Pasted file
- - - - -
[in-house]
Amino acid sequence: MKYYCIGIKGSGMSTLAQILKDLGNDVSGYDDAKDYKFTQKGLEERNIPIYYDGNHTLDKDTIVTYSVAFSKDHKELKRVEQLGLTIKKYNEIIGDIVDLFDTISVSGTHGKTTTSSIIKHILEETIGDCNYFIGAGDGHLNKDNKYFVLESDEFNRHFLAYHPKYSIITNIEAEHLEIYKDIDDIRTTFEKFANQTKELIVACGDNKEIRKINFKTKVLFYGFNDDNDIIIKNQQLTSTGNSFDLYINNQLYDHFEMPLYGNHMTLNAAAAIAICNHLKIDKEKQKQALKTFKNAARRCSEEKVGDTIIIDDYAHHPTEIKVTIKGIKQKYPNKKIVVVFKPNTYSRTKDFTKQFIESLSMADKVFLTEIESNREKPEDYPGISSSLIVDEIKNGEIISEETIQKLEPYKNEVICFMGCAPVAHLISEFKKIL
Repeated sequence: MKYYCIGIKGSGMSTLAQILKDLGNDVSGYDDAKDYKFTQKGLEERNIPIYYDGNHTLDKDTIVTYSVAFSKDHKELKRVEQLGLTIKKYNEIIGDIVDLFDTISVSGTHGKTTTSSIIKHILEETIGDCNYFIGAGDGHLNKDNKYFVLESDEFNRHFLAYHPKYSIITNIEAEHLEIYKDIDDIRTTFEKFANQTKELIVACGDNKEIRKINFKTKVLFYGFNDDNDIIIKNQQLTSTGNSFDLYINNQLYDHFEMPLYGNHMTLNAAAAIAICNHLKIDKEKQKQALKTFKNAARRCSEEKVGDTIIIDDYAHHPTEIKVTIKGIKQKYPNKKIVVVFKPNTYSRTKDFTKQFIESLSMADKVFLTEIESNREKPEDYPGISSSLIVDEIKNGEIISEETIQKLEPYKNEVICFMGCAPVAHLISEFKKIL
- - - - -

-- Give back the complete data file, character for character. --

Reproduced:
[in-house]
Amino acid sequence: MKYYCIGIKGSGMSTLAQILKDLGNDVSGYDDAKDYKFTQKGLEERNIPIYYDGNHTLDKDTIVTYSVAFSKDHKELKRVEQLGLTIKKYNEIIGDIVDLFDTISVSGTHGKTTTSSIIKHILEETIGDCNYFIGAGDGHLNKDNKYFVLESDEFNRHFLAYHPKYSIITNIEAEHLEIYKDIDDIRTTFEKFANQTKELIVACGDNKEIRKINFKTKVLFYGFNDDNDIIIKNQQLTSTGNSFDLYINNQLYDHFEMPLYGNHMTLNAAAAIAICNHLKIDKEKQKQALKTFKNAARRCSEEKVGDTIIIDDYAHHPTEIKVTIKGIKQKYPNKKIVVVFKPNTYSRTKDFTKQFIESLSMADKVFLTEIESNREKPEDYPGISSSLIVDEIKNGEIISEETIQKLEPYKNEVICFMGCAPVAHLISEFKKIL
Repeated sequence: MKYYCIGIKGSGMSTLAQILKDLGNDVSGYDDAKDYKFTQKGLEERNIPIYYDGNHTLDKDTIVTYSVAFSKDHKELKRVEQLGLTIKKYNEIIGDIVDLFDTISVSGTHGKTTTSSIIKHILEETIGDCNYFIGAGDGHLNKDNKYFVLESDEFNRHFLAYHPKYSIITNIEAEHLEIYKDIDDIRTTFEKFANQTKELIVACGDNKEIRKINFKTKVLFYGFNDDNDIIIKNQQLTSTGNSFDLYINNQLYDHFEMPLYGNHMTLNAAAAIAICNHLKIDKEKQKQALKTFKNAARRCSEEKVGDTIIIDDYAHHPTEIKVTIKGIKQKYPNKKIVVVFKPNTYSRTKDFTKQFIESLSMADKVFLTEIESNREKPEDYPGISSSLIVDEIKNGEIISEETIQKLEPYKNEVICFMGCAPVAHLISEFKKIL